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Dear Editor:

Apparently, the Senate was listening when AILA and others commented that the new "preexisting relationship" requirements in some versions of the Section 245(i) Extension Act were nonsensical. So what did they do? On the family-based side, nothing. On the employment-based side, they virtually eliminated eligibility. Talk about ludicrous.

Under the old requirement, the law would have benefited employers who hired undocumented aliens, but not employers who, in spite of their desire to hire, obeyed the law instead. Under the new requirement, only employers who filed for labor certifications between 3/30/01 and 8/15/01 would be eligible. Unfortunately, it made no sense for an employer to file for an undocumented alien during the window, unless they were prepared to wait 10 years for the alien to be able to return to the U.S., or were advised by a psychic consultant or Washington insider that the Senate was going to amend the 245(i) bill the way it did. If anything, the incentive brought about by the House version of the bill was to hire the alien as soon as possible, rather than file for a labor certification as soon as possible - two actions that, while not strictly mutually exclusive, are mutually unadvisable.

As a result, the only effect on the employment side is to allow properly documented people (such as H-1B and L-1 visa holders) for whom labor certifications were incidentally filed during the 4.5 month window - the only group for whom it made sense to - to fall out of status at any time before their labor certification is approved. Instead of being an act of clemency towards undocumented aliens and their would-be sponsoring employers, the bill is a license if not altogether an invitation to break the law, directed at people who never have.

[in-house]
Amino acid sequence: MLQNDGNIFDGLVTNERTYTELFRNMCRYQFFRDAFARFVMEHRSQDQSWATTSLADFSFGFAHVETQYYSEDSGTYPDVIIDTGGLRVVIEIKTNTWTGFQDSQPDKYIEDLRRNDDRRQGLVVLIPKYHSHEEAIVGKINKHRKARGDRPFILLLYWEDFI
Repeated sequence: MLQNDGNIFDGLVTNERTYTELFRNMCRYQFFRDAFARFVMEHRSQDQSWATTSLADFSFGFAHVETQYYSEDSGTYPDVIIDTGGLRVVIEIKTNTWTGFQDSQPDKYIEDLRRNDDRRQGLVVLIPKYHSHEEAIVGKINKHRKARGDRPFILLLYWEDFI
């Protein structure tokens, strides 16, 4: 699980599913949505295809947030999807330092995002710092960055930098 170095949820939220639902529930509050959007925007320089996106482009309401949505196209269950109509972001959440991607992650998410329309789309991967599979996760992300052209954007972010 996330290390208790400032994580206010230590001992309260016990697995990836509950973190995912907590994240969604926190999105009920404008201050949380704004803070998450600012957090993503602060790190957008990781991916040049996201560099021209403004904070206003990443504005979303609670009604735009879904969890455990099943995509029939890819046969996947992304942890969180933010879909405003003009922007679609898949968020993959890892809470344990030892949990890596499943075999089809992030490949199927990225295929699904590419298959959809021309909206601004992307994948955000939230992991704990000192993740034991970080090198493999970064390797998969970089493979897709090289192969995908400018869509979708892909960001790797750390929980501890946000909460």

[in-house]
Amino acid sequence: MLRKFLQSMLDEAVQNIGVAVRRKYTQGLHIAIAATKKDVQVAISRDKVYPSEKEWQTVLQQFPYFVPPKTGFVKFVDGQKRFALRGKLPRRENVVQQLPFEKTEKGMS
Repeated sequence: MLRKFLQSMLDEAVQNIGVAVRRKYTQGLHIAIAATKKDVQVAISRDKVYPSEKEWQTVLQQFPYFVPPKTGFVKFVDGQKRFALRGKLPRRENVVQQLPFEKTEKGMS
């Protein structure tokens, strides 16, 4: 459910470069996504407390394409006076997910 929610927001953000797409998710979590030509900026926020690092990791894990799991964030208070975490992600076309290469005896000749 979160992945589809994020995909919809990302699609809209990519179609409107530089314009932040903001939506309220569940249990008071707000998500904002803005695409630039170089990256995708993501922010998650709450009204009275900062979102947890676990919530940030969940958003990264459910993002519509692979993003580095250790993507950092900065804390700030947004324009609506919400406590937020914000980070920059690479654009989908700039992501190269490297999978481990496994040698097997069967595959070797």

It seems clear that the intention of the anti-immigration forces in Congress is simply to kill the extension on the employment-based side. Since the bill is already restricted to people who were physically present in the U.S. on December 21, 2000, the potential pool of sponsorable aliens is already well defined. Any further restrictions can only be meant to reduce the number of visas that will be granted, whether the basis for not granting them is ethically appropriate or not. The latest version of this bill is completely upside down from an ethical standpoint, and the number of employment-based immigrant visas that are likely to be granted as a result is very close to zero.

Fortunately, there is still time to point these things out. The bill still has to go to conference, and both conference members and key Senators and Representatives will have a lot of influence on the shape of the final bill, as will the President thanks to his veto power and leadership on immigration matters. Let's hope this bad joke does not become law.